Shaken, Not Stirred: It was mink coats, and d’élégance

October 16, 2016
Jim Bond

Jim Bond

It was mink coats, and d’élégance


Shaken, Not Stirred. A blog by Jim Bond.

Sponsored by Pro-Master Carpet Cleaning, 231-757-9061,

This week I’m veering from my stated path in life, RIC (Ranter-In-Chief), to relate a personal anecdote, prompted by the news of actress Patricia Barry’s death earlier this week.

A little background. In the early years of my career I was a radio talk show host. In Houston, St. Louis, Kansas City, and Louisville. This was before radio talk shows became so contentious. These programs ranged from light-hearted call-in programs to in-depth conversations with artists, authors, leaders of government and industry and other celebrities.

At the beginning of the 1980s I took what might be considered an about-face, leaving a small (but significant) station in St. Louis to move west a couple of hours to Columbia, Missouri. The station, KFRU, continued to be a venerable mid-Missouri staple, as it had been for a couple of generations, dominating all other stations in the area. My broadcast career became the proverbial big fish in a small pond.

Columbia afforded me access to the type of “guest pool” I needed and wanted. The area boasted the University of Missouri, Columbia College, Stephens College, and just a few miles away, in Fulton, Missouri, there was William Woods College and Westminster College. Westminster College was where Winston Churchill made his famous “Iron Curtain” speech in 1946, with President Harry Truman on the stage with him.

Nestled in the vast farmland of Mid-Missouri were towers of progressive intellectual thought, an immense collection of the people I wanted to interview: poets, authors, professional musicians and actors, educators.

Stephens College was one of my first contacts. This prestigious liberal arts college comprising mostly women students had a thriving arts program, including the Playhouse Theatre. Legendary actor George C. Scott was a vital part of its mentoring program and was instrumental in developing the master-apprentice element of their teaching, in which professional guest artists performed alongside their protégés.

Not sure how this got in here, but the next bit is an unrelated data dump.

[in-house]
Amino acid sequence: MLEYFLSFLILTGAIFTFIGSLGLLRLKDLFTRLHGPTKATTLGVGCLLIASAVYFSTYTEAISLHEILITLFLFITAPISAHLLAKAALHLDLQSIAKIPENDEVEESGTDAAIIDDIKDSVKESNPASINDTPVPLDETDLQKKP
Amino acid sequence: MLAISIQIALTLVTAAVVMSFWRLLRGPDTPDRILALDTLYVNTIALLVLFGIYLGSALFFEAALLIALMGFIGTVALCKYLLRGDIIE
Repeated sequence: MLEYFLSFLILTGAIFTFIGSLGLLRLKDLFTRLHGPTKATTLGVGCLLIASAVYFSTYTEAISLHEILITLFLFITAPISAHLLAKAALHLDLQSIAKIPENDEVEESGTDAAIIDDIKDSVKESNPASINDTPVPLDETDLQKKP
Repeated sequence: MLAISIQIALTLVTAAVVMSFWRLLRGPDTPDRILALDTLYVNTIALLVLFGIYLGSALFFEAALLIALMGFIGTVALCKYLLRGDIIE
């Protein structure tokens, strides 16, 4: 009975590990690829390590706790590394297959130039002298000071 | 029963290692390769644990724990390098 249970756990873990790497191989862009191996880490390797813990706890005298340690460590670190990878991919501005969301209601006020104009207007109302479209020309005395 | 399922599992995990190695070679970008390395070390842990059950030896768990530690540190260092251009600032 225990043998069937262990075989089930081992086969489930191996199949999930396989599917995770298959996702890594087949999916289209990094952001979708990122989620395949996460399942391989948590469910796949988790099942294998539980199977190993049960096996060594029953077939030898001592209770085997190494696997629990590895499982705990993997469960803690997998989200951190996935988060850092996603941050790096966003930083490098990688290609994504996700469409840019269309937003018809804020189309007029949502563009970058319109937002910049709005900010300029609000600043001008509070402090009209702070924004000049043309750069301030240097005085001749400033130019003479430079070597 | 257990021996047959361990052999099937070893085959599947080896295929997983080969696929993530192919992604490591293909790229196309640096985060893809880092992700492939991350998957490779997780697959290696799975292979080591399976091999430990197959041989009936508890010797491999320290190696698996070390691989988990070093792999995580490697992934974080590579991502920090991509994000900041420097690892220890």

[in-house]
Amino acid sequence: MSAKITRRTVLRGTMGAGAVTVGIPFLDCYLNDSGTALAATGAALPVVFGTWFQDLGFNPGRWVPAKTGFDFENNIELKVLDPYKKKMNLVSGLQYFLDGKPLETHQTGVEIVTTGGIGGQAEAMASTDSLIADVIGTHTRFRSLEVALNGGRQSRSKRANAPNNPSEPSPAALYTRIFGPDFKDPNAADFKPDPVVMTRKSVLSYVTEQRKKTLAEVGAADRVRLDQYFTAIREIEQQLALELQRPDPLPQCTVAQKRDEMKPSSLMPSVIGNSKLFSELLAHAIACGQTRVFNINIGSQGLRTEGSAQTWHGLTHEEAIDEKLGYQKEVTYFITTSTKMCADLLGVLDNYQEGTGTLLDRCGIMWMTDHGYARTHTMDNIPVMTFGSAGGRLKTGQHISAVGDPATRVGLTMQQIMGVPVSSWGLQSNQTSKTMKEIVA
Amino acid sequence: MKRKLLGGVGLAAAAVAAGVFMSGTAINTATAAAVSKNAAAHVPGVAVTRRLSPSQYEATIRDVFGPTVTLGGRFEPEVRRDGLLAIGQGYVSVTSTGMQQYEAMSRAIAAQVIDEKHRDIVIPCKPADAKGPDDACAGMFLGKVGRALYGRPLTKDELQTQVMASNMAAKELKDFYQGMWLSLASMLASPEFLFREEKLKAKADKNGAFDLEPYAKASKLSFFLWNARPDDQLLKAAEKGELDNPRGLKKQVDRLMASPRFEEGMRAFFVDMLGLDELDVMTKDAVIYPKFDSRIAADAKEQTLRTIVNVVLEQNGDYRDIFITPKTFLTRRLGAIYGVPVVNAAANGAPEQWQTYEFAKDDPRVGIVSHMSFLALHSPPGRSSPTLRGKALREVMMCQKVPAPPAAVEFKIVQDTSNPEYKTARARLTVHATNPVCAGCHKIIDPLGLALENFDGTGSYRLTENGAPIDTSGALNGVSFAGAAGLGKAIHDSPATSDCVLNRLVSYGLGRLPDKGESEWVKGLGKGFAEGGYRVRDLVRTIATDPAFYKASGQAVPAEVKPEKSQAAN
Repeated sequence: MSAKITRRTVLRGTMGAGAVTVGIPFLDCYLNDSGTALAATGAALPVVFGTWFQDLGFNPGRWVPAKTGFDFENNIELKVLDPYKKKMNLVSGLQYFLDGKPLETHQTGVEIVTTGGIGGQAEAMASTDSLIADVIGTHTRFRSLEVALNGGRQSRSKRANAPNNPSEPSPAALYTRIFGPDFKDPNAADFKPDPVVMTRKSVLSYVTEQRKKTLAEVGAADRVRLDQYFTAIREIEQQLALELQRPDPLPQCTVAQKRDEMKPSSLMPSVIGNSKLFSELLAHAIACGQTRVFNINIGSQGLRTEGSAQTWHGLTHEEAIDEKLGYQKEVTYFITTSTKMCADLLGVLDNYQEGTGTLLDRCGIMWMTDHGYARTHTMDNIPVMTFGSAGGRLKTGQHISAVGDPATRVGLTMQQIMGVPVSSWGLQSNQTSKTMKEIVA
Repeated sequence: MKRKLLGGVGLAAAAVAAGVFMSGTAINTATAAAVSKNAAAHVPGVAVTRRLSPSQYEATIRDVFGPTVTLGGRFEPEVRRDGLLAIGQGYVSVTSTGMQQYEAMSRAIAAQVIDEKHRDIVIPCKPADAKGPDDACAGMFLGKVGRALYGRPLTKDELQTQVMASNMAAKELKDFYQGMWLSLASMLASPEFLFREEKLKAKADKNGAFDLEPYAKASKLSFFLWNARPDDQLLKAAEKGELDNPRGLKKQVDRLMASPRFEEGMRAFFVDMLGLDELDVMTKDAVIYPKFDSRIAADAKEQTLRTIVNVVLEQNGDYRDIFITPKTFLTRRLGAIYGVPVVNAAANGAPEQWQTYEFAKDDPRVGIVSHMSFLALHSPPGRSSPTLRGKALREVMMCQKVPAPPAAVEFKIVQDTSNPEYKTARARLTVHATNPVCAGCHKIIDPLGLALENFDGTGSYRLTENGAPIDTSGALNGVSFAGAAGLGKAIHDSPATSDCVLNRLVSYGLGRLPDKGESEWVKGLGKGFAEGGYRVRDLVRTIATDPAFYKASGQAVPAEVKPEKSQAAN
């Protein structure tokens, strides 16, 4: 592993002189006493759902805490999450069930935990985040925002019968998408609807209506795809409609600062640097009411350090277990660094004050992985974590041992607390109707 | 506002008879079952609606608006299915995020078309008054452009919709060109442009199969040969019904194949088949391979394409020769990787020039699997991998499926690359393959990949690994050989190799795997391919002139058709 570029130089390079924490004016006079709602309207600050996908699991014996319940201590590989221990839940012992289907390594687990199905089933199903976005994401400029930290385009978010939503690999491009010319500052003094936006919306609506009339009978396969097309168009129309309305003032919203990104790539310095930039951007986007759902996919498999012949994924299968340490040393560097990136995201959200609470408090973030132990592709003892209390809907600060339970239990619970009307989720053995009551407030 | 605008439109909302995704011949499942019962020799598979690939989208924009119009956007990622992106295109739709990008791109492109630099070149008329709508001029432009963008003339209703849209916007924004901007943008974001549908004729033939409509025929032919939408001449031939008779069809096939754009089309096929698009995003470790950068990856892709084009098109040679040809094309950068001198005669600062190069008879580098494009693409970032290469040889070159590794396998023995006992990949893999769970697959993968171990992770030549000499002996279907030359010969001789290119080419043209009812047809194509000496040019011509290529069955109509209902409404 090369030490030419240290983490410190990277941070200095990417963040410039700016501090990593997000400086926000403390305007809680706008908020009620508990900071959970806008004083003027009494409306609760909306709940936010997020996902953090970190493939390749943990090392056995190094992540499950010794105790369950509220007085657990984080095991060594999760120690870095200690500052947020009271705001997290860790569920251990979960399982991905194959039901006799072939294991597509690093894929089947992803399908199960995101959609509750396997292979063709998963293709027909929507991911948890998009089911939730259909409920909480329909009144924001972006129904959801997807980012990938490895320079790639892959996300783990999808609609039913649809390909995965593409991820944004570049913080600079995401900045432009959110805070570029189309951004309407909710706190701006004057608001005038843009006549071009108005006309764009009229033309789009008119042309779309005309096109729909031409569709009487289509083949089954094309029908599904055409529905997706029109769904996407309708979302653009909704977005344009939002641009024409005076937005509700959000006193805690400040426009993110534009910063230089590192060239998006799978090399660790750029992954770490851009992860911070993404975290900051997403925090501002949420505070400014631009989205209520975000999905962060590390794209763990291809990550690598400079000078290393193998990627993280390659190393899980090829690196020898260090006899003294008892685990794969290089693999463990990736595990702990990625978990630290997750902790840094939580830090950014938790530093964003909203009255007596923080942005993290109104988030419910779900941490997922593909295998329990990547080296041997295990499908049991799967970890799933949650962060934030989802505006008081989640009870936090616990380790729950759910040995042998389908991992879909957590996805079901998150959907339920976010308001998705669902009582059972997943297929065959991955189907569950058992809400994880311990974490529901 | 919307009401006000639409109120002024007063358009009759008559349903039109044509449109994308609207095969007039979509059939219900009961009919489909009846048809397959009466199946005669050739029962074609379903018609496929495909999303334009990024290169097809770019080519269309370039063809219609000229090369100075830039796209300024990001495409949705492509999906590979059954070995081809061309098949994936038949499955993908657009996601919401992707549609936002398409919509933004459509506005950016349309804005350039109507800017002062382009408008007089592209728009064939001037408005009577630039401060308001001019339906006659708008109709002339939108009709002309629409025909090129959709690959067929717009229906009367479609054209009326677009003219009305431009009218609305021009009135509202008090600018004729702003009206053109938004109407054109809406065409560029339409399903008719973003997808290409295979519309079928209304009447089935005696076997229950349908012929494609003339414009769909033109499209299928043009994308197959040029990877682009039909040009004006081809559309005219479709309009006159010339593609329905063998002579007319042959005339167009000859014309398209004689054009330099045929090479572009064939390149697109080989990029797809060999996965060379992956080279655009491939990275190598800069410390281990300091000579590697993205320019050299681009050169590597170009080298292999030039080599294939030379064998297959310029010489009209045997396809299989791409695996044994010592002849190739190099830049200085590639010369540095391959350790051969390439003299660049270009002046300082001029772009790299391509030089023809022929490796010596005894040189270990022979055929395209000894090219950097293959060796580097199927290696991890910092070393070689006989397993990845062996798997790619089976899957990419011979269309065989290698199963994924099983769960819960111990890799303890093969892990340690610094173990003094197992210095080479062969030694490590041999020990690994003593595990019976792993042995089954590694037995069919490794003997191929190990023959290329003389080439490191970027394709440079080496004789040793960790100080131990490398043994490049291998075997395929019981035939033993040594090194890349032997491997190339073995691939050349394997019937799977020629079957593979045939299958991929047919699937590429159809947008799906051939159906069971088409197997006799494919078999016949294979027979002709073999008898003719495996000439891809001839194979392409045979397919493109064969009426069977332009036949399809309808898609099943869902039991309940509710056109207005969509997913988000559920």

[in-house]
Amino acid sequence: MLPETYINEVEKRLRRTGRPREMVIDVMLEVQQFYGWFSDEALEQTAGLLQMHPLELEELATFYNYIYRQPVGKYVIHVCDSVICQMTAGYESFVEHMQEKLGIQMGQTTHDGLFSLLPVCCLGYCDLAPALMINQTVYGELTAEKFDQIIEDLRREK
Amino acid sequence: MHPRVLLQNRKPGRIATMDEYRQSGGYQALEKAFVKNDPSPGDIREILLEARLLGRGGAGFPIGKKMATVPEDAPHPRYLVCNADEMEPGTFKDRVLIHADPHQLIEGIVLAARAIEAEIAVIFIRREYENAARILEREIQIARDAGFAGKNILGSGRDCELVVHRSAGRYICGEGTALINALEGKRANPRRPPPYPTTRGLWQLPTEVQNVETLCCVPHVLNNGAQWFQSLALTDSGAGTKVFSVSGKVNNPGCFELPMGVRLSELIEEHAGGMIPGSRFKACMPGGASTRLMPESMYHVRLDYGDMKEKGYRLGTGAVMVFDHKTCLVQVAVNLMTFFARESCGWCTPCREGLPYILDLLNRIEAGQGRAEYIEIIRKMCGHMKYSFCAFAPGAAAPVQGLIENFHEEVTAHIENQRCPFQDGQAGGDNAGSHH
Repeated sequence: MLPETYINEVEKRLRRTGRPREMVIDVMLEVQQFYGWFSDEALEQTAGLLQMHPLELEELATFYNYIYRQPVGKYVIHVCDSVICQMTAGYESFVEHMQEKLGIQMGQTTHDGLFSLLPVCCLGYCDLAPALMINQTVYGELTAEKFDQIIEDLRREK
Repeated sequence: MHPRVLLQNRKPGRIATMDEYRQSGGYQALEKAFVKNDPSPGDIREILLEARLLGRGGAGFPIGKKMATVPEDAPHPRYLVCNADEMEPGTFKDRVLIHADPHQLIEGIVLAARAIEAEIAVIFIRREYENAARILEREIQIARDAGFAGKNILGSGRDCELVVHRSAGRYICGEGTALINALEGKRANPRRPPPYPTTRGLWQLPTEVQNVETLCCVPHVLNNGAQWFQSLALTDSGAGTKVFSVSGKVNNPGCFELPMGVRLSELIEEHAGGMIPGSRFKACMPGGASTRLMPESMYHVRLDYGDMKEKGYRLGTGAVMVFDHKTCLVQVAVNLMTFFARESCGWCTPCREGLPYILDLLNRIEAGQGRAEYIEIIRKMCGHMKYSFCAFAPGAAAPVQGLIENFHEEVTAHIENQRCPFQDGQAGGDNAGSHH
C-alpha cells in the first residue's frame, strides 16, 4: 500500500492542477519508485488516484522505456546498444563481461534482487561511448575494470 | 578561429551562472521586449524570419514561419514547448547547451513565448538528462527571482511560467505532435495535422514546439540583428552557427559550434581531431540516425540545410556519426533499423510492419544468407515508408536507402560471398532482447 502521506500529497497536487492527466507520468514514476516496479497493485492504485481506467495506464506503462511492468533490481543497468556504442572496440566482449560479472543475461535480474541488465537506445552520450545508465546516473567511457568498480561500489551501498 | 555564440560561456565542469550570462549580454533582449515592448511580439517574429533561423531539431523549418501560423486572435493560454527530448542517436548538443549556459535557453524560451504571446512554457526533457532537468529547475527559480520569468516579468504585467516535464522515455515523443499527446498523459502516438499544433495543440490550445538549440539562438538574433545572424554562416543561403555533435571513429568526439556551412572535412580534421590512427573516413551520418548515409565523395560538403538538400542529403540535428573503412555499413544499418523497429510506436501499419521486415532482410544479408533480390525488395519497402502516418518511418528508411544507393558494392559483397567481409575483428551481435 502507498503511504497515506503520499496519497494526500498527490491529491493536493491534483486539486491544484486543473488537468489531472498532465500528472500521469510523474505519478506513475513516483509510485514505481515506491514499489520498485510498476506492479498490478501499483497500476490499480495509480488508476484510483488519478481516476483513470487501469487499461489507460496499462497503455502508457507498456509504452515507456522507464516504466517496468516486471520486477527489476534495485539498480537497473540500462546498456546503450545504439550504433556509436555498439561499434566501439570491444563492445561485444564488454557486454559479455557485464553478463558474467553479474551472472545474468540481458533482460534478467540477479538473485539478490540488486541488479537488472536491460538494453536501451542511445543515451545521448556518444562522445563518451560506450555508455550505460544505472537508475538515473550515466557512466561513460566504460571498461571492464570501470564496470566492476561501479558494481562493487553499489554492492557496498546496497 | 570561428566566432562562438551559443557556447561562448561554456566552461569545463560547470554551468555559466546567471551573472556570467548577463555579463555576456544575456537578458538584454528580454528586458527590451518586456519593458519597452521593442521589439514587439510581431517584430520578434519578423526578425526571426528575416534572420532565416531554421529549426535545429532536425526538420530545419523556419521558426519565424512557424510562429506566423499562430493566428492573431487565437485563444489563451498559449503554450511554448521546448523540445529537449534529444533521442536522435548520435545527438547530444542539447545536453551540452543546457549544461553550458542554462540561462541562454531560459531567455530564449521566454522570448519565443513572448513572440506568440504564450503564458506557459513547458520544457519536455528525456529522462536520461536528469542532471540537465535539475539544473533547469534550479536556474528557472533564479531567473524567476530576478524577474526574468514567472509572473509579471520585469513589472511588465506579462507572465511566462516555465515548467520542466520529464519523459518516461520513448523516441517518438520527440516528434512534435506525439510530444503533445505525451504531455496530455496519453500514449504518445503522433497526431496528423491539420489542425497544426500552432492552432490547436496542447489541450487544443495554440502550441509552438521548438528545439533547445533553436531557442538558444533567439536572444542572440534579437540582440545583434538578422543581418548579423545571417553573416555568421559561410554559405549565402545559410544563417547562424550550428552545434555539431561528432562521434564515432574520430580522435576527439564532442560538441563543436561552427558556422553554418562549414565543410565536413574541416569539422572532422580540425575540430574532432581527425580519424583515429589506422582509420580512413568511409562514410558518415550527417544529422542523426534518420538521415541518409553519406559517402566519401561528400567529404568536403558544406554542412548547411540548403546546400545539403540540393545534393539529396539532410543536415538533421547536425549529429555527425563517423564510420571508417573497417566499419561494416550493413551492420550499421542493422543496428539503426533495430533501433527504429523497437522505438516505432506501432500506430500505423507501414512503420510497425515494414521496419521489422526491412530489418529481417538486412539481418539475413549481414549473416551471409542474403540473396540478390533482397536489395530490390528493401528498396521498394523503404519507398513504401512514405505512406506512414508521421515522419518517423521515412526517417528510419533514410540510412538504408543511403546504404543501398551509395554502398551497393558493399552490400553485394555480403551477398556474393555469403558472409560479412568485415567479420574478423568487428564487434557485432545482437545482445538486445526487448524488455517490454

Patricia Barry was part of that program.

Barry (nee White) was a graduate of Stephens in the mid 1940s and received a contract from Columbia Pictures. Throughout subsequent years, Patricia and her husband, Philip Barry Jr. collaborated on numerous television projects and movies. When I met and interviewed her she had hundreds of roles to her credit. She had found her niche in daytime television, having appeared on “Days of Our Lives,” “Guiding Light,” and “All My Children.”

During one of her guest artist visits we talked on-air a couple of times throughout the weeks she was there.

It was quite a sight; this glamorous, elegant actress with her striking auburn hair walking into the studio of a utilitarian radio station, devoid of the star-quality she represented. She wore a full-length mink coat, an exact match in color to the mink which wrapped the Shih Tzu she cradled in her arms. It was not an affectation. For her, it was as natural as slipping on a favorite pair of comfortable shoes.

So we drifted into conversation, this gracious, lovely woman and me, her in the chair at the table adjacent to me in the open control room, her puppy settling in to relax on the table. Ms. Barry and I chatted, enjoying hot coffee and warm conversation.

Since this was a call-in show, I would monitor the control board as I was alerted by the engineer of another incoming call. It was after one such participant had hung up that I noticed a faint rhythmic, oscillating sound. I checked the volume on the phone line, thinking a fresh call might be coming in and I was picking up a subdued ring tone.

Frustrated and losing focus I went to commercial break, cut the volume of the studio microphones and noticed that the sound had disappeared. I glanced over and discovered that the puppy had fallen asleep on the table, and gentle snoring was vibrating through the base of the ‘mic’ stand on the table.

It’s a story, one of many I’ve accumulated through the years of interviewing celebrities, which I’ve related to my older children.

This was a memory I relished earlier this week as I heard of her death, at age 93. Even though I haven’t followed her in years, I shall miss her and the fineness and grace she exhibited.


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